It’s OK to be ‘different’

Upon listening to and reading Ginsberg’s the Howl my initial thoughts led me to believe that this work would have been criticized by the public for being too graphic and rebellious. However, upon research I was shocked to learn that the public actually praised the Howl. They respected it for revealing the nastiness of America at that time and used it to fuel a revolution to change America and make it better. I then learned that in a way my initial prediction was correct. This came to light when I learned of the 520 copies of the poem that were seized by customs for containing references to illicit drugs and both hetero and homosexual practices. And then later a bookstore manager was arrested in San Francisco for selling the book containing the poem. It seemed to be only the government that was opposing the poem, and I think that this is because of the references to current problems in the united states and references to his graphic real life experiences that he experienced with his mother Naomi and friend Carl Solomon being in mental hospitals and his own journey through one and his experiences with therapy. I think that pretty much everyone heard this piece in 1955-56 not only because of its rebellious nature but also because of its heavy media presence. I think this poem allowed its readers to see the ugly side of America in a time where everyone was doing their best to achieve the American dream.

Man on the moon by Kid Cudi was released in 2009 struck me as the type of song that is written by the good guy who always loses. Cudi seemed like he was frustrated by always not being associated with the norms in society, so by doing that he associated himself with a man on the moon because hardly anyone else gets to do that, making him unique like he is in his everyday life.  He told us how frustrating it is to be told that you are different and expressed how frustrated he is that different is not ok, and wonders what classifies something as different. Throughout the song he basically says I don’t care what you think, but I care what you think. I had a hard time finding information about how this individual song was received when it was released, but looking at reviews and reading a lot of them for the album, Man on the Moon, it seems like people either loved it or hated it, similar to Ginsberg’s Howl. They either thought he hit his target, or flew past it with flying colors. However looking at this everyone identifies his concept, just some thought he did a poor job of reaching it. In a way I think that the fact that they were able to identify a concept makes him successful. I think this is because everyone sees music differently, and it can be hard to make people understand what you are going for, but when reviewers use words like different, and a voyage, and heroic, I think you hit your mark even when some fail to believe it. The face that they acknowledge your end goal means that they got the point, just because you didn’t reach it the way they wanted you too doesn’t mean you failed, Cudi would say that it just makes you different.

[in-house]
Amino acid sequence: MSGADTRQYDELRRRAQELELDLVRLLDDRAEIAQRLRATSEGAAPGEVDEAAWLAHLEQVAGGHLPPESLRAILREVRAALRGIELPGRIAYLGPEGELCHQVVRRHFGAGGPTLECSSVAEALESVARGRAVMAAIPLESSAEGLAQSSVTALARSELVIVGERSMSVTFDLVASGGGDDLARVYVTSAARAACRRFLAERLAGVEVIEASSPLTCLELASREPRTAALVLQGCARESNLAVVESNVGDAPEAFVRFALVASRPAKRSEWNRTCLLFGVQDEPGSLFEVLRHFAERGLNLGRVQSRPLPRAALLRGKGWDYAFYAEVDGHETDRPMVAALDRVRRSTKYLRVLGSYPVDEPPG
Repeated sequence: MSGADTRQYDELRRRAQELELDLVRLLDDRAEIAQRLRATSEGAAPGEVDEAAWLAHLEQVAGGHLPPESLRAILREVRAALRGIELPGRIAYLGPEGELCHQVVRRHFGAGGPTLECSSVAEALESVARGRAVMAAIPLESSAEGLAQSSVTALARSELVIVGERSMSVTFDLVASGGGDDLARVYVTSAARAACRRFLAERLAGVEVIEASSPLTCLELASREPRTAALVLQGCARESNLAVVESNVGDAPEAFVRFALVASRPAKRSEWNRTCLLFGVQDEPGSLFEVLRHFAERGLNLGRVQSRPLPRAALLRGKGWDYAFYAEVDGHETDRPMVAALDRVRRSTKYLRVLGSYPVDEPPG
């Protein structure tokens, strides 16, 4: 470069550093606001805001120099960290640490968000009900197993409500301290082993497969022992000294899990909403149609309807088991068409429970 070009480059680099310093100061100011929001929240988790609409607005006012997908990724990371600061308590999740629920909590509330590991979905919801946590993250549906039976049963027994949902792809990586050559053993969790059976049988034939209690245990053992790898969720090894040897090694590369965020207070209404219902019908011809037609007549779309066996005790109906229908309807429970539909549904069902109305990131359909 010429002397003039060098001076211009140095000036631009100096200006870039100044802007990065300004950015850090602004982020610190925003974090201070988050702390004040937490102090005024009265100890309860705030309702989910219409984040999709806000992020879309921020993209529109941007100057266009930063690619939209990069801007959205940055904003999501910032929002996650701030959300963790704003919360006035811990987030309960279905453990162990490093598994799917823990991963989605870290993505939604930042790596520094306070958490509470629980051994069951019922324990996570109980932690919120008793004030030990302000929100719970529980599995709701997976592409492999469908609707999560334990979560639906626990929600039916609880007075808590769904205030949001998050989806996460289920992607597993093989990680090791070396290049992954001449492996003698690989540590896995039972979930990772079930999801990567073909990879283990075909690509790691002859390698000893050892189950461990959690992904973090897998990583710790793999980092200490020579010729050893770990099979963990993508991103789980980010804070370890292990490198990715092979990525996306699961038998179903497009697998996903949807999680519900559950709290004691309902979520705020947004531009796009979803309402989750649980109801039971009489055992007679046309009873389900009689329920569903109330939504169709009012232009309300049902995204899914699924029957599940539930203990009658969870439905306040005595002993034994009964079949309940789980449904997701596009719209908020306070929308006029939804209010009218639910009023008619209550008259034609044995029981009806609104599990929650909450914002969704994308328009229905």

Through listening to both of these works I found that they were both working towards the same goals, that there should be no such thing as normal and that people should just be people. Doing this would avoid so many problems in society allowing people to just be themselves without having to worry about fitting into a certain social box or be someone they are not. Both Cudi and Ginsberg took a big shot and tried telling our society that different should be the normal, we just haven’t started listening close enough to realize it. 


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